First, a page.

When it comes to support services for people with autism—an exponentially growing population of 1 in 68 births—finding good news is like digging for buried treasure. However, this week we struck gold. The Supreme Court unanimously overturned Supreme Court nominee Neil Gorsuch’s ruling against a family that sued its school district on behalf of their son with autism. In 2008 Gorsuch ruled that Luke’s school district had “met its education obligation” by providing “merely more than de minimus.” To clarify for readers who skipped Latin class, “de minimus” means “so minor as to merit disregard.” In essence, Gorsuch had decided school districts could meet their obligation to disabled students by giving them next to nothing, simply ignoring children’s unmet needs. The father of the boy in this case claims that his son actually lost skills after preschool and started to go downhill, so his son actually received LESS than nothing.
The good news here is that all 8 justices—even the conservative ones like Samuel Alito and Clarence Thomas—said Gorsuch was wrong, because his approach denies disabled kids an education and fails to comply with IDEA. Even if Antonin Scalia was alive, and the vote was 8 to 1, it’s reassuring to know that the majority of judges currently on the bench understand the difference between warehousing our most vulnerable kids and providing a “free” and “appropriate education” to ALL America’s children. The Supreme Court reversal of Gorsuch came right in the middle of his confirmation hearings, offering senators a tiny loophole to oppose his nomination along with a glimmer of hope for a more compassionate, inclusive future.
What’s the bad news? The bad news (which is pretty terrible) is that Gorsuch will almost definitely be confirmed in spite of his disregard for the disabled. He’s well educated and extremely “qualified,” and some Democrats may believe that he’s a lesser evil than whoever else might be nominated. If the Republicans decide to eliminate filibustering, Gorsuch is a shoe-in. He’s devastatingly handsome, Harvard brilliant and completely heartless—a smarter and more eloquent bully than our president. I can’t help but wonder how he’d feel if he had a family member with autism or some other disability. Would he make the same educational decisions? Maybe he’s wealthy enough to afford an appropriate education for a child who learns differently (like another famous father we know…) and doesn’t want to pay higher taxes to support disabled kids from less affluent families. Hmmm…sound familiar?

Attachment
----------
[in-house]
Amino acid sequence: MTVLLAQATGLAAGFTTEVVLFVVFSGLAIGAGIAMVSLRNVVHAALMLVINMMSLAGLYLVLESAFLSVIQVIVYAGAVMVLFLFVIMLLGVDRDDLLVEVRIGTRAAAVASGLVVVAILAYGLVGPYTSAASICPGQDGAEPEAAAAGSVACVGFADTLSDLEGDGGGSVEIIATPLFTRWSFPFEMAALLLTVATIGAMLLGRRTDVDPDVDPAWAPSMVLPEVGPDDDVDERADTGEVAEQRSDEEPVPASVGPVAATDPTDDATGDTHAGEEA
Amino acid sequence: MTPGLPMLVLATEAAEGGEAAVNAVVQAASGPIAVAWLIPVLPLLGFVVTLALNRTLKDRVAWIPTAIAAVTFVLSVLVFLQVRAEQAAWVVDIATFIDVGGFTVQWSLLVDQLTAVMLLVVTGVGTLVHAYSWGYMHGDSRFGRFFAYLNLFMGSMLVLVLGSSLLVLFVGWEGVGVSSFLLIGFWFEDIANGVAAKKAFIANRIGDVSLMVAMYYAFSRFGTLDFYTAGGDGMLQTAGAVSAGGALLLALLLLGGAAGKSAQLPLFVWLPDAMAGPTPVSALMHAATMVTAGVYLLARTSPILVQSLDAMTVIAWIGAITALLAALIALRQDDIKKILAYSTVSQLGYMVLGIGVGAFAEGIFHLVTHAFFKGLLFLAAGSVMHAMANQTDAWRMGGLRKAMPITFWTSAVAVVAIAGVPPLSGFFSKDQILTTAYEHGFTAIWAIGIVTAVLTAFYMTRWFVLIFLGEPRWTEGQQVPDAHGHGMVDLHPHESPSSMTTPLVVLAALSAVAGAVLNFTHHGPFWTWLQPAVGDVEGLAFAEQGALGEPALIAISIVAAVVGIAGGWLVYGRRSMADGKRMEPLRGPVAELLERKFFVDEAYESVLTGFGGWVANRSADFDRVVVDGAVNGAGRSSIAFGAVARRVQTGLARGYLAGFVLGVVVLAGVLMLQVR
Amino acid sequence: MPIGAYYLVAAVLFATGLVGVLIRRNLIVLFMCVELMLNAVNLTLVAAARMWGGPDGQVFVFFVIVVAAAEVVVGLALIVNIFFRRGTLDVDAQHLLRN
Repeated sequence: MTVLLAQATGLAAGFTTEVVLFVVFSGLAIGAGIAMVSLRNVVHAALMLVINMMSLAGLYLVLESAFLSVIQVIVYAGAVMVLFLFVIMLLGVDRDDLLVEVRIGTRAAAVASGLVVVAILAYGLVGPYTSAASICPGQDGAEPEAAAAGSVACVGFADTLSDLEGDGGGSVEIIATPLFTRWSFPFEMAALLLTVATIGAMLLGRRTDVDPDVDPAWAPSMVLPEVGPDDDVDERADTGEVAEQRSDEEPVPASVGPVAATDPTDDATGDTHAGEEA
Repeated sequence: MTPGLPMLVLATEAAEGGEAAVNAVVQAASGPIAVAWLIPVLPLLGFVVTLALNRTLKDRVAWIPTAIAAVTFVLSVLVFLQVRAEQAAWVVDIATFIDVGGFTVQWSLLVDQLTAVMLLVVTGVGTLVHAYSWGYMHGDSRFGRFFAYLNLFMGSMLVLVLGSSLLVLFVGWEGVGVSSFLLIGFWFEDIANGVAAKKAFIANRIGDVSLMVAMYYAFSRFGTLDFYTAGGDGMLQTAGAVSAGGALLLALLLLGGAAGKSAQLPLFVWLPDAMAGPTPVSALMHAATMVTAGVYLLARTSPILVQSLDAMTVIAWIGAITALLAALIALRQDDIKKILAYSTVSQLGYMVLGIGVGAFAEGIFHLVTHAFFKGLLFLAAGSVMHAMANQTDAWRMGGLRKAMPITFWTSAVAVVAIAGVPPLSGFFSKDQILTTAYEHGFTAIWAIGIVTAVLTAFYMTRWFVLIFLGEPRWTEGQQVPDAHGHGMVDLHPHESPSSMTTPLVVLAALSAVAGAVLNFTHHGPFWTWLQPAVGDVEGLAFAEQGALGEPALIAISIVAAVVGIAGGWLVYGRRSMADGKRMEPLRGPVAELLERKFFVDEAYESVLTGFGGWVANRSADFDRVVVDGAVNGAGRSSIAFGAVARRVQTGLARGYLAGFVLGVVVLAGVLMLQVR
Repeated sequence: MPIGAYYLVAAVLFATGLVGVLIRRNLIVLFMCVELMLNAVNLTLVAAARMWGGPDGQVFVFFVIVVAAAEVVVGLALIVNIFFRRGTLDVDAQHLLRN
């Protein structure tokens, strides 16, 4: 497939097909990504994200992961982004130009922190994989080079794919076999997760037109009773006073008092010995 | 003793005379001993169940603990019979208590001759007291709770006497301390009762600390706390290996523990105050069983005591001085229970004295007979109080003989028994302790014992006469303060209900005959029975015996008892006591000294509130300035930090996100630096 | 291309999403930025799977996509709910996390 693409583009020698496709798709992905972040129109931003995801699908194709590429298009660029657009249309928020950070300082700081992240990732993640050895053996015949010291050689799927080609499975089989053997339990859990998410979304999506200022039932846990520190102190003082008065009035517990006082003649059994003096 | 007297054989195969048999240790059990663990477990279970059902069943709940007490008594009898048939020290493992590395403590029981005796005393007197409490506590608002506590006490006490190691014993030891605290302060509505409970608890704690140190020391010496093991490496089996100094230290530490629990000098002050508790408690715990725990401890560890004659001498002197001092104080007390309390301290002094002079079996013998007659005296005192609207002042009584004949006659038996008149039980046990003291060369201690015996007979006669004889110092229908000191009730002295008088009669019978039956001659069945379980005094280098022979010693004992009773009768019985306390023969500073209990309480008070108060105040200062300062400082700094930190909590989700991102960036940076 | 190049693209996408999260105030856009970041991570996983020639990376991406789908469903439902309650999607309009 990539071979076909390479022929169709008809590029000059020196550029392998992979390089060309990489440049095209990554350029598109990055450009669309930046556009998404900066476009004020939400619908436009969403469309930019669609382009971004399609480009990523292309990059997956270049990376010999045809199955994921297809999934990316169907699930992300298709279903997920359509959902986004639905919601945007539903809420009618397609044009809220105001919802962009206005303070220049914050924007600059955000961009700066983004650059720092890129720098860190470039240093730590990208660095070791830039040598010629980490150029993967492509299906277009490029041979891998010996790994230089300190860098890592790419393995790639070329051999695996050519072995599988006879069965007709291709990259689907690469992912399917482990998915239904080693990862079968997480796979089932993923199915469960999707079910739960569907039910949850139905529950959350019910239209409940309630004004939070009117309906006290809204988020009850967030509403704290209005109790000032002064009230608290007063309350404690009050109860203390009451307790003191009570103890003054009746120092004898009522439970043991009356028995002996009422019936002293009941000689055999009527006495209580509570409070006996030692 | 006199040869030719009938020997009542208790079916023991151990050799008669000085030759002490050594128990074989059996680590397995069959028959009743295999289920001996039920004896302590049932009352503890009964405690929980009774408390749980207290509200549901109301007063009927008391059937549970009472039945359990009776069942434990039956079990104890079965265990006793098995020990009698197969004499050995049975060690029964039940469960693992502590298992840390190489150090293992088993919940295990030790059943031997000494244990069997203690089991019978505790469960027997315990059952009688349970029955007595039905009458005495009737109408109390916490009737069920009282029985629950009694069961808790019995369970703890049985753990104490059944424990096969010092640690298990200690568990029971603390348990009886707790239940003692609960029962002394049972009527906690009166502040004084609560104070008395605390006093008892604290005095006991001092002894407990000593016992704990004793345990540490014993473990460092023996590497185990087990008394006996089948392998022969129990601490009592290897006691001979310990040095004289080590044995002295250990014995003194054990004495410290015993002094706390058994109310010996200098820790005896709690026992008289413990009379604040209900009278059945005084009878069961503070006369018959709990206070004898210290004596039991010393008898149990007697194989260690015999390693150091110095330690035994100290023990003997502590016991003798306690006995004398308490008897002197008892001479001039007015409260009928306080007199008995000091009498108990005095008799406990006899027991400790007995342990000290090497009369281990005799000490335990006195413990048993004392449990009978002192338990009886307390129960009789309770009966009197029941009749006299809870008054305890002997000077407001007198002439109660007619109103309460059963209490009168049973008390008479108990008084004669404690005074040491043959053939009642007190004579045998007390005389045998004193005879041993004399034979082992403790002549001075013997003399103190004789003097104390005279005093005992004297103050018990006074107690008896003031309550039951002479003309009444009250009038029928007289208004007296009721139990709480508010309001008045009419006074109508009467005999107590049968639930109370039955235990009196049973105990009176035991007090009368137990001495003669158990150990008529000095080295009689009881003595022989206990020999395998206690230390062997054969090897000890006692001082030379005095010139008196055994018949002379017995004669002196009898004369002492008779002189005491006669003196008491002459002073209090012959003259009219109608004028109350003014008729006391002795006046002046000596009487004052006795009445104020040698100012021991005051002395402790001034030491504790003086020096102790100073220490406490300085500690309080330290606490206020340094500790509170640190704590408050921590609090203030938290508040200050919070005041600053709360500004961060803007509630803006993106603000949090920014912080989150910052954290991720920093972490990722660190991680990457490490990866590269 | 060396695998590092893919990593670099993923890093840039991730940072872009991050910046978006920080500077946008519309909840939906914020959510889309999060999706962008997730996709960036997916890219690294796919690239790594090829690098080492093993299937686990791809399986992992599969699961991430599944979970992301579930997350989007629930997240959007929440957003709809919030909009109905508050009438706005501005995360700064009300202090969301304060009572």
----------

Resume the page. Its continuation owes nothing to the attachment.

Sadly, the disabled are at the bottom of the list of minorities, and all but invisible to conservative Republicans. Our president would prefer to spend tax dollars deporting illegal aliens, building walls and escalating our military. Still, children on the spectrum WILL grow up to be adults on the spectrum. If we don’t provide them with an appropriate education and support services, now and throughout their lifespan, our society will end up paying substantially more in the long run than the taxes wealthy Republicans hope to save on reduced educational spending now.